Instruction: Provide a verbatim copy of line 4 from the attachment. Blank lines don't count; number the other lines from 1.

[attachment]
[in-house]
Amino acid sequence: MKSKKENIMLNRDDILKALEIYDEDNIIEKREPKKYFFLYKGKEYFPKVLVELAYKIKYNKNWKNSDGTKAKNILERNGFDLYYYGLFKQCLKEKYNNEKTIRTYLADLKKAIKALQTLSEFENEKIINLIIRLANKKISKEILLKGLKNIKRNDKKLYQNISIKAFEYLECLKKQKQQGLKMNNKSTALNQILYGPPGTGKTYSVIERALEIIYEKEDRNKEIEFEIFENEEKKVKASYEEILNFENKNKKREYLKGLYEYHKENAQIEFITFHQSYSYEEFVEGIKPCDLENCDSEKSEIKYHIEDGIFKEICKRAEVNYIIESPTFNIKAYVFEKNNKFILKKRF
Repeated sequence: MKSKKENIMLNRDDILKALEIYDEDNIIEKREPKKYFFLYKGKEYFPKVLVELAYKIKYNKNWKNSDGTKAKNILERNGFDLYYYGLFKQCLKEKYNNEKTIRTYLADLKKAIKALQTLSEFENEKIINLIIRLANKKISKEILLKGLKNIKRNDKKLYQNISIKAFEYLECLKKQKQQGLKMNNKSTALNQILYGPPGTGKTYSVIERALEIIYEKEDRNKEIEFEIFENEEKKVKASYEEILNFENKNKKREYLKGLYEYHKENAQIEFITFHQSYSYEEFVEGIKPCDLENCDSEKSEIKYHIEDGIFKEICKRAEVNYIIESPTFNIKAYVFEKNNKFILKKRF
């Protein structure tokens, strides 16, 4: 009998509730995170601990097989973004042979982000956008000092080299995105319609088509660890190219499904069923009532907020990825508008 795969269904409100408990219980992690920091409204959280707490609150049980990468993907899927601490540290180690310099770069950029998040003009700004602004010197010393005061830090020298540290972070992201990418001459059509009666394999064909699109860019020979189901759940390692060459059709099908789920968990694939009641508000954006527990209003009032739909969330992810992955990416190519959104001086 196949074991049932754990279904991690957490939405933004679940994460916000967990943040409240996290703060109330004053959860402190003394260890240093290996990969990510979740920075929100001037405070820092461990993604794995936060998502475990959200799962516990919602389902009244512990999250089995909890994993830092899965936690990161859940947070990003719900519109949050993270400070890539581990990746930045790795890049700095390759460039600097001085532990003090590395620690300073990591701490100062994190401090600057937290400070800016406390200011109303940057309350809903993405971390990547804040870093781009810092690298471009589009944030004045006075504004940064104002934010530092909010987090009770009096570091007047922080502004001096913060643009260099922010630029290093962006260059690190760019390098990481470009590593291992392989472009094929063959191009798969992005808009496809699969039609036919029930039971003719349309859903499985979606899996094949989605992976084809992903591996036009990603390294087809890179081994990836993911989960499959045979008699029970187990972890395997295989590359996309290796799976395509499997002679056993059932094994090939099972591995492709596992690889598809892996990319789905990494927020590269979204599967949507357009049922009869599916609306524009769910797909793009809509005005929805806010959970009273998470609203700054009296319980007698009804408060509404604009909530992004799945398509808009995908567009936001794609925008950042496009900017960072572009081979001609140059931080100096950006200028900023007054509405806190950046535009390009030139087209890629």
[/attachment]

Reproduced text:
């Protein structure tokens, strides 16, 4: 009998509730995170601990097989973004042979982000956008000092080299995105319609088509660890190219499904069923009532907020990825508008 795969269904409100408990219980992690920091409204959280707490609150049980990468993907899927601490540290180690310099770069950029998040003009700004602004010197010393005061830090020298540290972070992201990418001459059509009666394999064909699109860019020979189901759940390692060459059709099908789920968990694939009641508000954006527990209003009032739909969330992810992955990416190519959104001086 196949074991049932754990279904991690957490939405933004679940994460916000967990943040409240996290703060109330004053959860402190003394260890240093290996990969990510979740920075929100001037405070820092461990993604794995936060998502475990959200799962516990919602389902009244512990999250089995909890994993830092899965936690990161859940947070990003719900519109949050993270400070890539581990990746930045790795890049700095390759460039600097001085532990003090590395620690300073990591701490100062994190401090600057937290400070800016406390200011109303940057309350809903993405971390990547804040870093781009810092690298471009589009944030004045006075504004940064104002934010530092909010987090009770009096570091007047922080502004001096913060643009260099922010630029290093962006260059690190760019390098990481470009590593291992392989472009094929063959191009798969992005808009496809699969039609036919029930039971003719349309859903499985979606899996094949989605992976084809992903591996036009990603390294087809890179081994990836993911989960499959045979008699029970187990972890395997295989590359996309290796799976395509499997002679056993059932094994090939099972591995492709596992690889598809892996990319789905990494927020590269979204599967949507357009049922009869599916609306524009769910797909793009809509005005929805806010959970009273998470609203700054009296319980007698009804408060509404604009909530992004799945398509808009995908567009936001794609925008950042496009900017960072572009081979001609140059931080100096950006200028900023007054509405806190950046535009390009030139087209890629």